2016.B.3.3. Establishment of 2-D integrated adiabatic combustion model of solid propellant used for solid propellant microthrusters
Teng Li (1)
Shuzhou Fang (1)
Haixu Yu (1)
Hongpeng Ma (1)
- Beijing Institute of Technology, China
Solid propellant microthruster, Condensed phase reaction, Gas phase reaction, Flame structure, Integrated simulation, Microscale combustion model
The solid propellant microthruster(SPM) is a potential propulsion device for cubesats. The SPM has advantages over other micro propulsion techniques in terms of simpler structure without moving parts, reliability and propellant stability, which makes it proper for space mission application when assembled in the form of arrays to mitigate its disadvantage of one-shot use. The solid propellant is the fuel of an SPM, of which the 2-D and 3-D microscale combustion model’s establishment is one the issues to be solved because of its complicated gas phase and condensed phase chemical reactions.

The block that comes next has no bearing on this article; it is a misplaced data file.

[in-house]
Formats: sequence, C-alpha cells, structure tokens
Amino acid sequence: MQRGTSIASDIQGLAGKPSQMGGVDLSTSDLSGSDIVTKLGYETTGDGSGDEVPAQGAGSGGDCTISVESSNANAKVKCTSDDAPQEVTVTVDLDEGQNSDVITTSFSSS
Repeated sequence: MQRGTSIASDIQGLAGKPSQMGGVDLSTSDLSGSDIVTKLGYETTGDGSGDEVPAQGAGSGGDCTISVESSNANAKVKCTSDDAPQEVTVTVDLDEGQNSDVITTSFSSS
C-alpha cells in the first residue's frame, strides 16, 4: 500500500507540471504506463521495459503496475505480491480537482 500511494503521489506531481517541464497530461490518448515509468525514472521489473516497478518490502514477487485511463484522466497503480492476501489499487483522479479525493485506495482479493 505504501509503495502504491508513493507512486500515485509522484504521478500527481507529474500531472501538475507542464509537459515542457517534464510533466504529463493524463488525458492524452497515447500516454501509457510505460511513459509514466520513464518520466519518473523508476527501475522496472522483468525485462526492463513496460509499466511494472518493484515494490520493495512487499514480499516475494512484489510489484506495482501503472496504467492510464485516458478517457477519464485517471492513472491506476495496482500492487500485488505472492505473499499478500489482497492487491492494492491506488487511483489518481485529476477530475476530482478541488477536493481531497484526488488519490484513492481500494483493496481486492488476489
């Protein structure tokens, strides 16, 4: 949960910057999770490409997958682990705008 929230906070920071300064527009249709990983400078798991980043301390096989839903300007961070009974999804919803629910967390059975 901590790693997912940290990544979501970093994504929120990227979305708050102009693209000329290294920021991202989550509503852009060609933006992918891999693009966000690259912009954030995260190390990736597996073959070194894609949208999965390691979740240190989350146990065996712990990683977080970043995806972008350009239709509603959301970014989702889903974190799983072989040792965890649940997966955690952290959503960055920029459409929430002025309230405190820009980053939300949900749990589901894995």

To solve the issue of integrated simulation on SPM’s performance, the 1-D adiabatic combustion model of double base propellant proposed by Taeseong Roh, which takes into consideration 2 condensed phase reactions and 5 gas phase reactions is extended to 2-D condition, based on the computational software FLUENT and its re-development tool UDF. The burning rate, temperature over the burning face and species mass fraction are derived according to properties near and at the burning surface of the solid propellant. The simulation is performed for 4 different pressure values in the micro combustion chamber of SPMs. Results show varied flame structures of different pressure values and the effect of gas viscosity on solid propellant’s burning rate, which is higher at the wall than at the centre line of the micro combustion chamber. The model realized integrated simulation of solid propellant microscale combustion model taking into consideration multi-step condensed phase reactions in 2-D condition and the method can be applied to the simulation of other solid propellants’ microscale combustion models.
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